In August of last year, when ESA launched its fifth and sixth Galileo navigation satellites, things went wrong. Because of a fault in the upper stage, both spacecraft ended up in elongated elliptical orbits instead of circular ones, making them unusable for navigation. Subsequent corrections of their orbits restored their function as navigation satellites, but their orbits still remained highly elliptical, with a difference of about 8,000 km between their closest and most distant points from Earth.

To the satellite navigation engineers, this was a nuisance requiring changes in the software and the technology. But for physicists, the eccentric orbits offered an unexpected opportunity. Researchers at both Sytèmes de Référence Temps Espace, or SYRTE (a department of Paris Observatory), and ZARM (the Center of Applied Space Technology and Microgravity) at the University of Bremen, Germany, convinced ESA to use the satellites to test more extensively an effect predicted by Einstein's general relativity. They hope to find out more about the extent to which time slows down when the gravitational field diminishes as one moves away from Earth.

This effect, also called gravitational redshift, or time dilation, has been previously observed; the need to correct timing signals transmitted from navigation satellites because their clocks operate slightly slower than those on the Earth's surface is a matter of routine. And the relationship between the slowing of time and the distance from Earth was tested in 1976 with the one-shot experiment, the Gravity Probe A, that reached a height of 10,000 kilometers. Using a two-way microwave link between the ground station and the Gravity Probe A, researchers directly compared the speed of the maser clock aboard the spacecraft to that on the ground, and confirmed the slowing of time with an accuracy of 140 parts in a million.

 Maser clocks are large and complicated instruments that measure time with an extreme precision, and are only carried by navigation satellites.  As their precision allows the accurate measurement of the relativistic slowing of time, the researchers at SYRTE and ZARM (ZARM had even proposed the building of a dedicated satellite in the past) jumped at the opportunity. “There are not many opportunities where you have a good clock on an eccentric orbit in space,”says Sven Herrmann, a physicist at ZARM.  “This is a combination that happened by chance; it was bad luck but also good luck.”

Unlike Gravity Probe A, the Galileo satellites don’t have a microwave link that allows direct access the maser clock frequency.  However, the researchers will be able to use the existing spacecraft-to-ground communication infrastructure, including the GNSS to perform the test.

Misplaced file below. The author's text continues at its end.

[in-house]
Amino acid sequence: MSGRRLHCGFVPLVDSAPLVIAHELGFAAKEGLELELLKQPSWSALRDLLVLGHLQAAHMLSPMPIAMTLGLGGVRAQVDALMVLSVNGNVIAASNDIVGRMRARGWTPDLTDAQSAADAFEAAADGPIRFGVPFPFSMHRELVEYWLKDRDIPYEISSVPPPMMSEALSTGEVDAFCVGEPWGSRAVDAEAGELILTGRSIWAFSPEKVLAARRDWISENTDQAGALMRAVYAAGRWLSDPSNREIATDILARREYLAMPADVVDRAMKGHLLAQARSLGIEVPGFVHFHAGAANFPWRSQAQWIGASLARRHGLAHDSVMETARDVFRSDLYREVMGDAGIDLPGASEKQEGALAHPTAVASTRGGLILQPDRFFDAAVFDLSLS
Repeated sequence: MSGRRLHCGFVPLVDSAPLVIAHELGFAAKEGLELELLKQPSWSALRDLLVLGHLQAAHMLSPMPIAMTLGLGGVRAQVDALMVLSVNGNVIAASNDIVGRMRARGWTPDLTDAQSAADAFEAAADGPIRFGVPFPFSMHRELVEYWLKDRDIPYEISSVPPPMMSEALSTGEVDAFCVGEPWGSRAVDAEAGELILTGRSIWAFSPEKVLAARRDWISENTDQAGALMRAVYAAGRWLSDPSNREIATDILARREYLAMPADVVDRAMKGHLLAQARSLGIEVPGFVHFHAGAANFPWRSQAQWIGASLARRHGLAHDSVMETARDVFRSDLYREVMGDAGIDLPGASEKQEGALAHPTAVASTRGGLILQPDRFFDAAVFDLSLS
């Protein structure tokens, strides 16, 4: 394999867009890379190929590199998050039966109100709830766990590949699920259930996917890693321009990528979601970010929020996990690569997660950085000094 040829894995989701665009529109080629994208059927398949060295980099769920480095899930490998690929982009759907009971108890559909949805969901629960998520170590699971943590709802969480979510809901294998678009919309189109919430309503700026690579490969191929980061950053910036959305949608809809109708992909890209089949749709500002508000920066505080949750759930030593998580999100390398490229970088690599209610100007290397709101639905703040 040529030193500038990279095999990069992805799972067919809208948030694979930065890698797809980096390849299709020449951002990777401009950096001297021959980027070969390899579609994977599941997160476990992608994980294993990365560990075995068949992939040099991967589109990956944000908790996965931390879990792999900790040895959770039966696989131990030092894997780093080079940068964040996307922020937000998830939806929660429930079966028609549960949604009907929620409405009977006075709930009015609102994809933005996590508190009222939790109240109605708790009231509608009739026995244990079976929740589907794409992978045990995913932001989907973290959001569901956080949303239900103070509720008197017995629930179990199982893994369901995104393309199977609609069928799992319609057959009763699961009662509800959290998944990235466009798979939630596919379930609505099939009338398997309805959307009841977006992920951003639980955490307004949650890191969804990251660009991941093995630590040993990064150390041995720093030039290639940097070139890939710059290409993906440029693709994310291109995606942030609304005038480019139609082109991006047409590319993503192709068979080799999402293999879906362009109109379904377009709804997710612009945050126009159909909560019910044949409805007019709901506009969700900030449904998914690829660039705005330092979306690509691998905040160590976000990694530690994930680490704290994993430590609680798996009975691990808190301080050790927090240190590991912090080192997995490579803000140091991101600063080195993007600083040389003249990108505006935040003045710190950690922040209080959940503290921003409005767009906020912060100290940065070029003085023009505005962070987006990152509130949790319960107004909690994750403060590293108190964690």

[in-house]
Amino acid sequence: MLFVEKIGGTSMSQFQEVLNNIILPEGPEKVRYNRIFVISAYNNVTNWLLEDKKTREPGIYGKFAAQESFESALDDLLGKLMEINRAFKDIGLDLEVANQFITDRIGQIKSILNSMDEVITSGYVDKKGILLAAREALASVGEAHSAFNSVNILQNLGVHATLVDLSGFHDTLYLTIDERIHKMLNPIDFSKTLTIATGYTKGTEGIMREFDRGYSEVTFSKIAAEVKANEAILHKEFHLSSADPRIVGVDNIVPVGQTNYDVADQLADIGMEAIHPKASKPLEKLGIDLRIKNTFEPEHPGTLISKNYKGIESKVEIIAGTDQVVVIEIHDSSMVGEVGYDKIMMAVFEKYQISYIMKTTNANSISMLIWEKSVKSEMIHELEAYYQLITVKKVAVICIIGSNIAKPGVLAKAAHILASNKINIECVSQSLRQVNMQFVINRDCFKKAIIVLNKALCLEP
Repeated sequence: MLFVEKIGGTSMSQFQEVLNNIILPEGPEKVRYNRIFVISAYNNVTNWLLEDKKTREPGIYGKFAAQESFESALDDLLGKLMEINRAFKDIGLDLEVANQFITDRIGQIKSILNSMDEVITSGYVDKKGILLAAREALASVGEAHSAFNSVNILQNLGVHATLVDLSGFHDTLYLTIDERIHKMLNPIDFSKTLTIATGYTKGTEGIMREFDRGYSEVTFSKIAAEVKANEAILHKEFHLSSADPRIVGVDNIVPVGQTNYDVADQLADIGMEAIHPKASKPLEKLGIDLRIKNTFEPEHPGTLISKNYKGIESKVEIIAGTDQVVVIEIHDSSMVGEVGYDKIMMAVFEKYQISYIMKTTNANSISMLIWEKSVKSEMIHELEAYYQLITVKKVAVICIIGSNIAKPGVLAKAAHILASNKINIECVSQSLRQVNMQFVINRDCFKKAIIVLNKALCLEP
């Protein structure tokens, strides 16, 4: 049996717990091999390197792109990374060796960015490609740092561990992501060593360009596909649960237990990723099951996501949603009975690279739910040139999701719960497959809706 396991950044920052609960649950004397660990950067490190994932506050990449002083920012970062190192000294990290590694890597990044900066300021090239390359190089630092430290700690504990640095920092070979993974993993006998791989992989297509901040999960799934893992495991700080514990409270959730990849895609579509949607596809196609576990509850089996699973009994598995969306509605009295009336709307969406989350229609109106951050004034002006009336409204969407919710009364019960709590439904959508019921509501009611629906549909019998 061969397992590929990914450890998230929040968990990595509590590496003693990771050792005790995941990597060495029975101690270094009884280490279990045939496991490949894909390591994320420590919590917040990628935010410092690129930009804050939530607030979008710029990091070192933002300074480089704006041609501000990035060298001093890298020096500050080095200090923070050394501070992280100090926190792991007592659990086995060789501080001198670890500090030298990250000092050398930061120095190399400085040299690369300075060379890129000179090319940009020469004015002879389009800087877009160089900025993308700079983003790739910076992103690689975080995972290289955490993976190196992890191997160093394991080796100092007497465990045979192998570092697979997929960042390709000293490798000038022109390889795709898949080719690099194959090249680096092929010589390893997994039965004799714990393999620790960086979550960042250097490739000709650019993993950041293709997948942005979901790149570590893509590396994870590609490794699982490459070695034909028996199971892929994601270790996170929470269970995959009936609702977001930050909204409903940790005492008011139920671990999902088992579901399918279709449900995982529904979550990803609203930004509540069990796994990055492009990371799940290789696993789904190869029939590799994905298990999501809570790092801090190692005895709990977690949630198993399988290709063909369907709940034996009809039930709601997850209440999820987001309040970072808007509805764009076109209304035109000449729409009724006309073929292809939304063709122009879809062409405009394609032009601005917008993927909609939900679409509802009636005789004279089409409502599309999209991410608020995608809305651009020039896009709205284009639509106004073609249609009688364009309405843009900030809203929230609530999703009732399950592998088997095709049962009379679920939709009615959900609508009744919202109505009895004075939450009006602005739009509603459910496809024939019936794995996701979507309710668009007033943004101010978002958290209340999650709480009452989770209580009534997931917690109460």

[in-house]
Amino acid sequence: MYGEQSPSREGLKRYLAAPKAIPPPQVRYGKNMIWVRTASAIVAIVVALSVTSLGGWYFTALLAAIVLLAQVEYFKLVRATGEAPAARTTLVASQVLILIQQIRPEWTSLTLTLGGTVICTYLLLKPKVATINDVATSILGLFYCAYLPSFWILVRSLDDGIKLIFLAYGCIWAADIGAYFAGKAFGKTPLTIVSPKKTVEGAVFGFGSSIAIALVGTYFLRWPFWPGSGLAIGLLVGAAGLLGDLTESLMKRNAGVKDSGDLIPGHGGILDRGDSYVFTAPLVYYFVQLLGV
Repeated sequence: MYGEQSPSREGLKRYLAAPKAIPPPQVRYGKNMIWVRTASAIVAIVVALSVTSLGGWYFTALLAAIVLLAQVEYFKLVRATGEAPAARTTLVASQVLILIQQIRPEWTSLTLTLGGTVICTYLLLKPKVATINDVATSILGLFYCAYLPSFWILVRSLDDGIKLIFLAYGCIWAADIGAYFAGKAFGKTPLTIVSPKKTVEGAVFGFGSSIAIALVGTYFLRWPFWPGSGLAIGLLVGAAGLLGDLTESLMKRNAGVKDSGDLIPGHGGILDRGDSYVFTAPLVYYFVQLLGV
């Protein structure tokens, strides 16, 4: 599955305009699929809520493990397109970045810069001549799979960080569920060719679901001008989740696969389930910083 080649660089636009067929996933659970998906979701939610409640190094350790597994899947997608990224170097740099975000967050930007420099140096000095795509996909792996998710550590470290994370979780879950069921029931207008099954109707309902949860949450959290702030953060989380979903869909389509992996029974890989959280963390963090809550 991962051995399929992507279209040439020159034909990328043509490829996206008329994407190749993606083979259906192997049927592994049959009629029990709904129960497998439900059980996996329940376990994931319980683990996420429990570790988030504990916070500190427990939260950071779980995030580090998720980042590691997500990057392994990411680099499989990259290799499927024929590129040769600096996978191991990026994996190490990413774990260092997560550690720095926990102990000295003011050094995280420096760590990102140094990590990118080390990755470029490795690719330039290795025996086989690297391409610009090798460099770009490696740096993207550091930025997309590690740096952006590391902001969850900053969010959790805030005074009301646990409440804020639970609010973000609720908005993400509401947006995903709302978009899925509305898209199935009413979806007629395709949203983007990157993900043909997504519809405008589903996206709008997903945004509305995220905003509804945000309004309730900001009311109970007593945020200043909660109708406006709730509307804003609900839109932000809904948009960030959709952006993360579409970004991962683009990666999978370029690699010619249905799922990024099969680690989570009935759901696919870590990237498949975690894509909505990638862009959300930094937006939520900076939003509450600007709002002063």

ESA decided to go ahead with the test after a workshop in February 2015. The data taking, which will last for a year, will start in 2016.  “An important consideration for this decision was that the general relativity tests we are going to perform may be done in a transparent way, without any interference in the nominal operations of the satellites,” says ESA Global Navigation Satellite Systems Senior Advisor Xavier Ventura Traveset.

The Gallileo satellites continuously send messages about their position and the time on their clock, explains Herrmann.

We will reconstruct the data, the clock frequency, from the measured travel times. The satellite transmits a time stamp when the message leaves the satellite, and the receiver on the ground also produces a time stamp, and you calculate the travel time. If you know the position of the satellite, you can reconstruct the behavior of the clock on board the satellite. 

Precise accounting of the distance of the satellites is crucial to the determination of the maser frequencies. The researchers plan to use optical laser ranging, bouncing laser beams on retro reflectors mounted on the satellites to get an accurate measurement.  

The researchers expect that the accuracy of the relativistic slowing of time will be four times as accurate as the Gravity Probe A results. The large number of repeated measurements, as compared with Gravity Probe A’s single measurement, will give researchers a new bunch of numbers to analyze. “We have this large modulation in gravitation now, with 8,000 kilometers change twice per day...that will help us with the statistics,”  concludes Herrmann.

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Two men fix metal rods to a gold-foiled satellite component in a warehouse/clean room environment

Technicians at Northrop Grumman Aerospace Systems facilities in Redondo Beach, Calif., work on a mockup of the JWST spacecraft bus—home of the observatory’s power, flight, data, and communications systems.

NASA

For a deep dive into the engineering behind the James Webb Space Telescope, see our collection of posts here.

When the James Webb Space Telescope (JWST) reveals its first images on 12 July, they will be the by-product of carefully crafted mirrors and scientific instruments. But all of its data-collecting prowess would be moot without the spacecraft’s communications subsystem.

The Webb’s comms aren’t flashy. Rather, the data and communication systems are designed to be incredibly, unquestionably dependable and reliable. And while some aspects of them are relatively new—it’s the first mission to use Ka-band frequencies for such high data rates so far from Earth, for example—above all else, JWST’s comms provide the foundation upon which JWST’s scientific endeavors sit.

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